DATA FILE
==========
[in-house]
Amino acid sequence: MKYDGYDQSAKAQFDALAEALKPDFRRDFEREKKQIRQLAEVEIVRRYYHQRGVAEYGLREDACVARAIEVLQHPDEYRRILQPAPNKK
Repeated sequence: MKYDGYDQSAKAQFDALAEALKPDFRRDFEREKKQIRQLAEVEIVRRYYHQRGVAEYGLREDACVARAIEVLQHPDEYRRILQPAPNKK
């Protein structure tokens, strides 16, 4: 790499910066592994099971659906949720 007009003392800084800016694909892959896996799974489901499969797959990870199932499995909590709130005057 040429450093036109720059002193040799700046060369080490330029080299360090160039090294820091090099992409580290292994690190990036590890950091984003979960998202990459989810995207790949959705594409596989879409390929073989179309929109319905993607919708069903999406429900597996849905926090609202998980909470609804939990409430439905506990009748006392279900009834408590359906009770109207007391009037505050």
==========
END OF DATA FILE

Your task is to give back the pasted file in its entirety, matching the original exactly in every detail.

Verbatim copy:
[in-house]
Amino acid sequence: MKYDGYDQSAKAQFDALAEALKPDFRRDFEREKKQIRQLAEVEIVRRYYHQRGVAEYGLREDACVARAIEVLQHPDEYRRILQPAPNKK
Repeated sequence: MKYDGYDQSAKAQFDALAEALKPDFRRDFEREKKQIRQLAEVEIVRRYYHQRGVAEYGLREDACVARAIEVLQHPDEYRRILQPAPNKK
């Protein structure tokens, strides 16, 4: 790499910066592994099971659906949720 007009003392800084800016694909892959896996799974489901499969797959990870199932499995909590709130005057 040429450093036109720059002193040799700046060369080490330029080299360090160039090294820091090099992409580290292994690190990036590890950091984003979960998202990459989810995207790949959705594409596989879409390929073989179309929109319905993607919708069903999406429900597996849905926090609202998980909470609804939990409430439905506990009748006392279900009834408590359906009770109207007391009037505050």